Pier Maria Bocchi further
Thu Dec 13 09:45:15 EST 2001

Very interesting opinion, Giacomo.
I like it.

Interesting also seeing Ichi the Killer after The Happiness of the Katakuris
(Miike's The Quiet Family so-called remake), apparently a 'solar' film, but
I think dark and quite pessimistic as well.


> I'm wondering if Ichi's character is really the main character or not.
> What's Jiji? Is he God? So maybe Ichi should be the Adam and the movie
> is the tale of Man, a living being who acts and suffers without knowing
> Uhm... it seems quite strange for a Japanese director. But I think the
> whole movie should be seen in Jiji's perspective, not in Ichi's one.
> Kakihara is looking for the Real Sadist, that is the man who makes
> people suffer without reason. This is not Ichi, but Jiji. Why Jiji
> hypnotise everybody making them collapse against each other? (I mean
> Ichi, Kakihara, the chinese girl, the yakuza who sees Jiji as a brawny
> man...).
> It's just my personal opinion and I'm not so sure about it.
> bye
> Giacomo Calorio
> PMB> I disagree with Fabio.
> PMB> Gore, cartoon, excesses, blood: sure, there's all that.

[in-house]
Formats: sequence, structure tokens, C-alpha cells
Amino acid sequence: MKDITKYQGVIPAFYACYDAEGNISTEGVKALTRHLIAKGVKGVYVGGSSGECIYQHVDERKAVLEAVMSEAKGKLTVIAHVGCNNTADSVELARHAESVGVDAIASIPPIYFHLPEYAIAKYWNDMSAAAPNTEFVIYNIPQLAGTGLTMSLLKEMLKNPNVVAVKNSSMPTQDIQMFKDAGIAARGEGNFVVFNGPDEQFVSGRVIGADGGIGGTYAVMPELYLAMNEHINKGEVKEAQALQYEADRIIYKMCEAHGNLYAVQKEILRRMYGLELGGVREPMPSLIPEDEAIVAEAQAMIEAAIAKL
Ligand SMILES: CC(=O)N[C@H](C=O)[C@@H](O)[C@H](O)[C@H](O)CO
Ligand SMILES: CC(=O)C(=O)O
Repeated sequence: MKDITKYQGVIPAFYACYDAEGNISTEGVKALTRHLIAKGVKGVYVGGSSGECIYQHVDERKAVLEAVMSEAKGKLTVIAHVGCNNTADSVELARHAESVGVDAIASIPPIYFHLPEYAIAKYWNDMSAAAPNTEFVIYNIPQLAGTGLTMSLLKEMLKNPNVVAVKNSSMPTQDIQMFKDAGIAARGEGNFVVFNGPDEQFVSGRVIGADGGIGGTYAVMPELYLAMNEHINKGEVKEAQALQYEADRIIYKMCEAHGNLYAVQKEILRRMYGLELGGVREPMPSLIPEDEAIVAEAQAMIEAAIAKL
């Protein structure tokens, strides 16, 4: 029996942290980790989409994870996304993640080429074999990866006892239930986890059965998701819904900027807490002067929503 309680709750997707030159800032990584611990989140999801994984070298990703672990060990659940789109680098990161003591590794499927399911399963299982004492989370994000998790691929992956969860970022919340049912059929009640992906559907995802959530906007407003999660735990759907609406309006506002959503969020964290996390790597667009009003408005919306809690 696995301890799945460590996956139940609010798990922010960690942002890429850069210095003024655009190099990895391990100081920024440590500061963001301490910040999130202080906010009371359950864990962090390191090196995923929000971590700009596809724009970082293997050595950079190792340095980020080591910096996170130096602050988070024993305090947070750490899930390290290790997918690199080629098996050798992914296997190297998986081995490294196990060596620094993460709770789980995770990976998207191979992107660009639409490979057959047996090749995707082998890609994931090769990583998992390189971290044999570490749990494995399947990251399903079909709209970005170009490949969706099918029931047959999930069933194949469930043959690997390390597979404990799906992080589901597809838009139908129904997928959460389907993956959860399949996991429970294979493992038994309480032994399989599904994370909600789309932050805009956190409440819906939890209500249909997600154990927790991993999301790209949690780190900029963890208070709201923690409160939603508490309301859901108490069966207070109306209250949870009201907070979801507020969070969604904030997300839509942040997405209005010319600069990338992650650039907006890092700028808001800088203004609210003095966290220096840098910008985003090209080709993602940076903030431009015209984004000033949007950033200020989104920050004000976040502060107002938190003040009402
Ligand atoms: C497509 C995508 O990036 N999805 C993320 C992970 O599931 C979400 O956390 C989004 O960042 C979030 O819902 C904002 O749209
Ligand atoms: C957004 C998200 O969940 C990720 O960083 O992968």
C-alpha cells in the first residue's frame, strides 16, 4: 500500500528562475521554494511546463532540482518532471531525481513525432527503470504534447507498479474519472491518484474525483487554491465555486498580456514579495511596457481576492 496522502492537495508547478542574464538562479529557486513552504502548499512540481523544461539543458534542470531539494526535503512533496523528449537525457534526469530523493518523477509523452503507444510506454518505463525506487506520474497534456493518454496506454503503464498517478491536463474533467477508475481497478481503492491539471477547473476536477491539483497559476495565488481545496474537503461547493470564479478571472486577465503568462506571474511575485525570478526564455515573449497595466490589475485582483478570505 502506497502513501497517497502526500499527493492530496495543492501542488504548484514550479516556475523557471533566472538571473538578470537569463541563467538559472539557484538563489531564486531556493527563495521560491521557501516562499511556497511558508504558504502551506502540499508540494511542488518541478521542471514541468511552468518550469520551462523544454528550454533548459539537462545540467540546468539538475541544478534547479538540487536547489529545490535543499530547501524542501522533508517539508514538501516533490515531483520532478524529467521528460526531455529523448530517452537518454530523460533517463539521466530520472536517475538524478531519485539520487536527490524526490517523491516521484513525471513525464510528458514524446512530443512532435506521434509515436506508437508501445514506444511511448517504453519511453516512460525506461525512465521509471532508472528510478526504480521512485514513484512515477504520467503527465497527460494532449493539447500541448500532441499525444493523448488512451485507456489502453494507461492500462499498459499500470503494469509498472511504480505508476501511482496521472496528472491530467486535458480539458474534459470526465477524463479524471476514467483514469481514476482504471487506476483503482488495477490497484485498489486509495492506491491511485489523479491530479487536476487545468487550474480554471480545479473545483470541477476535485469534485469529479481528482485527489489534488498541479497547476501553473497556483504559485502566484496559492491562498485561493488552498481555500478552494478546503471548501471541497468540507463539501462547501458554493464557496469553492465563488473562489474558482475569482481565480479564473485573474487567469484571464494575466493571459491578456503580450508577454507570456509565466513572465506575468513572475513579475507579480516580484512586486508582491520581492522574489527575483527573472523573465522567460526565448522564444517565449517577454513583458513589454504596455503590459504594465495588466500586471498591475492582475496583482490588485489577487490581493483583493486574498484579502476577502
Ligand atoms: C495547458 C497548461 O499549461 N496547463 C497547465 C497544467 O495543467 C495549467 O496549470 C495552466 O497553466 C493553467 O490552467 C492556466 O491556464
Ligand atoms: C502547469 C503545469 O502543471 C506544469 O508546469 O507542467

> PMB> But I think the spectator has not to be embarassed or confused from
> PMB> but from the extreme abstraction of the movie itself. This is quite
> PMB> It's a film about loss, the desire of love that's pain and masochism
> PMB> nowadays, and the impossibility to reach it, the heredity of violence
> PMB> its ineluctability (as seen in Rainy Dog and City of Lost Souls), the
> PMB> failure of everyone's role.
> PMB> And it's a great film about the futility of violence: when the most
> PMB> man in the world is a poor guy that cries and acts in a hypnotic
state, and
> PMB> the ones that WANT and pretend and live like the thoughest men around
> PMB> yakuza) are small chickens compared to him, it means that's a world
> PMB> the roles are completely wrong, and pure surface.
> PMB> The last 20 minutes are incredibly sad.
> PMB> This is not a cartoon, or a splatterfest. It's a sort of an
> PMB> of Fudoh, and a film that's genetically pessimistic and universally
> PMB> Also, of course, it's technically outstanding: Miike is the proof of
how use
> PMB> different technical 'tools' with meaning in the sense of the lot,
> PMB> sounding cool or up-to-date or anything to please the young arthouse
> PMB> (read, for example, Iway Shunji), and being simultaneously
beautifully cool,
> PMB> in a very 'right' way.
> PMB> Cheers,
> PMB> Pier Maria Bocchi

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